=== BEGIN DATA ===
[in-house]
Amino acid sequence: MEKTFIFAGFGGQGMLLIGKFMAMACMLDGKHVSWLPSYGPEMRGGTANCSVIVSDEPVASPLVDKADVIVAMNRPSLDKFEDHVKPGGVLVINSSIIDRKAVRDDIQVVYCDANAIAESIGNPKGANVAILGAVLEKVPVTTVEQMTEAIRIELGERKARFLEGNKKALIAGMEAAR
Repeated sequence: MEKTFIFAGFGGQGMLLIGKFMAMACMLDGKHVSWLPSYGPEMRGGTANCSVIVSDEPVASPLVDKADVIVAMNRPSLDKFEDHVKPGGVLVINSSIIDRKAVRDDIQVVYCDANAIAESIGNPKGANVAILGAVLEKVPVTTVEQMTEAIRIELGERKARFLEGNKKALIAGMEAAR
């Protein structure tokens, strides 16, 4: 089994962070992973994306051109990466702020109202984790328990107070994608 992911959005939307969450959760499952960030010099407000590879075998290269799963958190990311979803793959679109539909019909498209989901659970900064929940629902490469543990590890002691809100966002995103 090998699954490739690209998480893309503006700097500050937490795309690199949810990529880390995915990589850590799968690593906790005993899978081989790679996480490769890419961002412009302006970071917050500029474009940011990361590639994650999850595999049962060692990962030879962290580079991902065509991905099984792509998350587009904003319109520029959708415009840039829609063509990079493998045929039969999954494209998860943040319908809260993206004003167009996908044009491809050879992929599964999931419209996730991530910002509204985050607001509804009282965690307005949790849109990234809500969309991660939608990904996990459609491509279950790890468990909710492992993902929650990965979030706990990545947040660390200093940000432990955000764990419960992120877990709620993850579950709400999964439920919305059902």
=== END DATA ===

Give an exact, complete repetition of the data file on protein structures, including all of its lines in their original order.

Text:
[in-house]
Amino acid sequence: MEKTFIFAGFGGQGMLLIGKFMAMACMLDGKHVSWLPSYGPEMRGGTANCSVIVSDEPVASPLVDKADVIVAMNRPSLDKFEDHVKPGGVLVINSSIIDRKAVRDDIQVVYCDANAIAESIGNPKGANVAILGAVLEKVPVTTVEQMTEAIRIELGERKARFLEGNKKALIAGMEAAR
Repeated sequence: MEKTFIFAGFGGQGMLLIGKFMAMACMLDGKHVSWLPSYGPEMRGGTANCSVIVSDEPVASPLVDKADVIVAMNRPSLDKFEDHVKPGGVLVINSSIIDRKAVRDDIQVVYCDANAIAESIGNPKGANVAILGAVLEKVPVTTVEQMTEAIRIELGERKARFLEGNKKALIAGMEAAR
């Protein structure tokens, strides 16, 4: 089994962070992973994306051109990466702020109202984790328990107070994608 992911959005939307969450959760499952960030010099407000590879075998290269799963958190990311979803793959679109539909019909498209989901659970900064929940629902490469543990590890002691809100966002995103 090998699954490739690209998480893309503006700097500050937490795309690199949810990529880390995915990589850590799968690593906790005993899978081989790679996480490769890419961002412009302006970071917050500029474009940011990361590639994650999850595999049962060692990962030879962290580079991902065509991905099984792509998350587009904003319109520029959708415009840039829609063509990079493998045929039969999954494209998860943040319908809260993206004003167009996908044009491809050879992929599964999931419209996730991530910002509204985050607001509804009282965690307005949790849109990234809500969309991660939608990904996990459609491509279950790890468990909710492992993902929650990965979030706990990545947040660390200093940000432990955000764990419960992120877990709620993850579950709400999964439920919305059902």